Friday, September 18, 2009

Configuration Management Using Subversion

About Subversion

Subversion (SVN) is a open source version control system. In a 2007 report by Forrester Research, Subversion was recognized as the sole leader in the Standalone Software Configuration Management (SCM) category and strong performer in the Software Configuration and Change Management (SCCM) category.


The Subversion filesystem is described as a "three dimensional" filesystem. Since most representations of a directory tree (e.g tree view) are two dimensional, the added dimension is that of revisions.


Properties are used in two different places in the Subversion filesystem. The first is on filesystem entries (i.e., files and directories). These are versioned just like other changes to the filesystem. Users can add any property they wish, and the Subversion client uses a set of properties, which it prefixes with 'svn:'.

Locking versus Merging

In a file locking system, the developer locks a versioned file when beginning to make changes. While the file is locked, no other developer will be allowed to make any changes. Then, when the developer has finished, the changed file can be committed back into the repository and the file can be unlocked.

The upside to file locking is that it enforces very organized division of work, in order to minimize the number of times where two developers need to modify the same source file or section simultaneously. It can also work better than merging when working with files that are not easily merged automatically, such as graphics, or files in proprietary binary formats. On the other hand, locking can disrupt development if progress is blocked by two developers competing to work on the same file. The problem can be magnified further if one of those developers forgets to unlock the file when finished. In general, locking scales very poorly and is unworkable for broad use by projects involving more than a few people.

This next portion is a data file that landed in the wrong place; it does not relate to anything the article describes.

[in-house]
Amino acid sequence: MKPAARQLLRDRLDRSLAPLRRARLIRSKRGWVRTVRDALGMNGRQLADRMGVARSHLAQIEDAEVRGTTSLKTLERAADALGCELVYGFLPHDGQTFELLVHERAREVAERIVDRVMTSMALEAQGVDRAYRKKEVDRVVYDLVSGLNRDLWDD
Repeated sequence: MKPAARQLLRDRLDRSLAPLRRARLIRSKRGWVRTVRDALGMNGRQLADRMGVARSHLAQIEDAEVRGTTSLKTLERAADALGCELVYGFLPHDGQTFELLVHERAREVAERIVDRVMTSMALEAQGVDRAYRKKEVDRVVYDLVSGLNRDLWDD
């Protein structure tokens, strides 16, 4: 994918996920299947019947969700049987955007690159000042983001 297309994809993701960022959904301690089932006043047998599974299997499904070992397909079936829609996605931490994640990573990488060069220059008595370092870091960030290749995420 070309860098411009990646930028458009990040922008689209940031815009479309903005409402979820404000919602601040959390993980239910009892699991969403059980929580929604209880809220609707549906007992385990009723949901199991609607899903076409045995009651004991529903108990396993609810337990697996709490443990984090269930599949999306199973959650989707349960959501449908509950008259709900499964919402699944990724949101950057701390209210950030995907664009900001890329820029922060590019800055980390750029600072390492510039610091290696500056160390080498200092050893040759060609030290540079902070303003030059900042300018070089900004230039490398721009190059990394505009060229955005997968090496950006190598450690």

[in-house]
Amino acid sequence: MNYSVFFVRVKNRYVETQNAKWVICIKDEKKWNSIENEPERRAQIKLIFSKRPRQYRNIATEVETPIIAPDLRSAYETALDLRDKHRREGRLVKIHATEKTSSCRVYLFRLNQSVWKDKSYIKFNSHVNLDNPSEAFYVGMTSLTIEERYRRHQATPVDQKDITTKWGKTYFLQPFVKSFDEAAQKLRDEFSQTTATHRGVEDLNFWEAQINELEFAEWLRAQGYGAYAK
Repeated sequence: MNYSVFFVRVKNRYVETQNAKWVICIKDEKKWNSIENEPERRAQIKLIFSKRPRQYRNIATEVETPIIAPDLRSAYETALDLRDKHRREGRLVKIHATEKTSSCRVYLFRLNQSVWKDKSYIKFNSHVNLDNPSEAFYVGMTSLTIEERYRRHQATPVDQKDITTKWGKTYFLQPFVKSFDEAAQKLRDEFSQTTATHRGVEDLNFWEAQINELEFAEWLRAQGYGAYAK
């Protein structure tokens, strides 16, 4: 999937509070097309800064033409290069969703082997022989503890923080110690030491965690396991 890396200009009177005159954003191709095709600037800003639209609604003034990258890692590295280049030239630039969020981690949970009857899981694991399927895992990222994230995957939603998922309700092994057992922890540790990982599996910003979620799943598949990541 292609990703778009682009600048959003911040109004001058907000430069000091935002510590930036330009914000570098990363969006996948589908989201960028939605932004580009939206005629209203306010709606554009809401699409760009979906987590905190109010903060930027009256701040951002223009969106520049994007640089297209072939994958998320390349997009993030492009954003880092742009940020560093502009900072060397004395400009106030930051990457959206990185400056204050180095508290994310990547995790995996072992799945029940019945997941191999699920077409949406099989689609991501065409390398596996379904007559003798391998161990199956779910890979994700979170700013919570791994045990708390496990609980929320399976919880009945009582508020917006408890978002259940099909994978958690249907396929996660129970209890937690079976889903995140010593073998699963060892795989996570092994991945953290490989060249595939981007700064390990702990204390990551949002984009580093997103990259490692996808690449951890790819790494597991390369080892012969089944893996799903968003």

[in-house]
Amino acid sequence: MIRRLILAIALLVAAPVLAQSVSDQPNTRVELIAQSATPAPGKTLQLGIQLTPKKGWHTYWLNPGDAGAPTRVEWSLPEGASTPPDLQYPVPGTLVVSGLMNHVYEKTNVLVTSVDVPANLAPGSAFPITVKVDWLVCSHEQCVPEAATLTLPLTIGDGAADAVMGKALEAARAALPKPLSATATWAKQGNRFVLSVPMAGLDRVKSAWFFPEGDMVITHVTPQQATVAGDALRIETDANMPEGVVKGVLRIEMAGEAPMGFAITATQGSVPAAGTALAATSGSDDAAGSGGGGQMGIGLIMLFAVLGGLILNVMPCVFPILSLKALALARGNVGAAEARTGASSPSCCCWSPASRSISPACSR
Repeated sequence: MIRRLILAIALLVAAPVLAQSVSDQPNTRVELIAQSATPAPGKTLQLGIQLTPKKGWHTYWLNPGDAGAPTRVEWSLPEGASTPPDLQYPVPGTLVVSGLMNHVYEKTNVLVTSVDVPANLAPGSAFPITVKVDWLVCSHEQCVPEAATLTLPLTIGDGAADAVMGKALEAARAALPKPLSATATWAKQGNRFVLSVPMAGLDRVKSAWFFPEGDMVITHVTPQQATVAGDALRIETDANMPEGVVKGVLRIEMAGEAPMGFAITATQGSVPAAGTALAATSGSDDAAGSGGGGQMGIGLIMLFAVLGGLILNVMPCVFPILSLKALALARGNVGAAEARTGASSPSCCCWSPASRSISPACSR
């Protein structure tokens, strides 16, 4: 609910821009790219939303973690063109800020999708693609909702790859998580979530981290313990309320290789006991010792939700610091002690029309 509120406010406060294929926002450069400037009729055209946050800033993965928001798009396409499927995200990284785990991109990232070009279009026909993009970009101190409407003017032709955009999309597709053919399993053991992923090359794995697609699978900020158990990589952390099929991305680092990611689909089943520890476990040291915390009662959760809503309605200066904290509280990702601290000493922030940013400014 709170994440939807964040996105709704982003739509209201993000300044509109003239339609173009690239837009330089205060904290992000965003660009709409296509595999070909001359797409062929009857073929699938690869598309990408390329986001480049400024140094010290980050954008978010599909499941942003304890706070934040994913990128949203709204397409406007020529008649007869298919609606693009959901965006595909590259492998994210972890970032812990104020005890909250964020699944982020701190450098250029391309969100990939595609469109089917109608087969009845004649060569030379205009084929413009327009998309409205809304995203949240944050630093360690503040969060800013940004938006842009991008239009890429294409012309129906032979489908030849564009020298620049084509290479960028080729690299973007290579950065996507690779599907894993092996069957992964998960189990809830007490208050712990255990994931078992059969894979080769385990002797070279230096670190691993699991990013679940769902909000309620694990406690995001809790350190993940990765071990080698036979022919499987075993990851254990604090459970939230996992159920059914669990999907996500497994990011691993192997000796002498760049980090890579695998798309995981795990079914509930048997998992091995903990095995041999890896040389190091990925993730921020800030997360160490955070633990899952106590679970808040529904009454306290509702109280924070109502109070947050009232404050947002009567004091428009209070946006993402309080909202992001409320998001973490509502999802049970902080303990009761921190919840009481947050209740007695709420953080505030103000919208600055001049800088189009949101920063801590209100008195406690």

The second method for handling collision avoidance/resolution is the use of automatic or semi-automatic file merges. In this model, developers can modify files in their working copies of the repository without regard for what others are doing. Then, once the developers have finished making their changes, they can commit those changes, and the version control system will check to see if there are any collisions caused by two people simultaneously editing a file. In many cases, the system will automatically merge two files together; but if it can't, most systems will provide the developer making the commit with information about the conflicted area, to allow the developer to merge the changes by hand.

Branching and tagging

A new branch or tag is created with the 'svn copy' command. Subversion does not create an entire new file in the repository with its copy. Instead, the old and new files are linked together internally and the history is preserved for both. The copied files take up only a little extra room in the repository because Subversion saves only the differences from the original files.

All the files in each branch maintain the history of the file up to the point of the copy, plus any changes made since. Changes can be 'merged' back into the trunk or between branches.

Visualization of very simple Subversion project.

  • Branches are just copies of the main trunk

    • Make changes in the copy
    • Merge the changes back to the main trunk
  • Tags are copies which are never changed

    • Might not even be necessary if you simply record the global revision number that built your product

Projects in my Organization (click on picture for a clear view)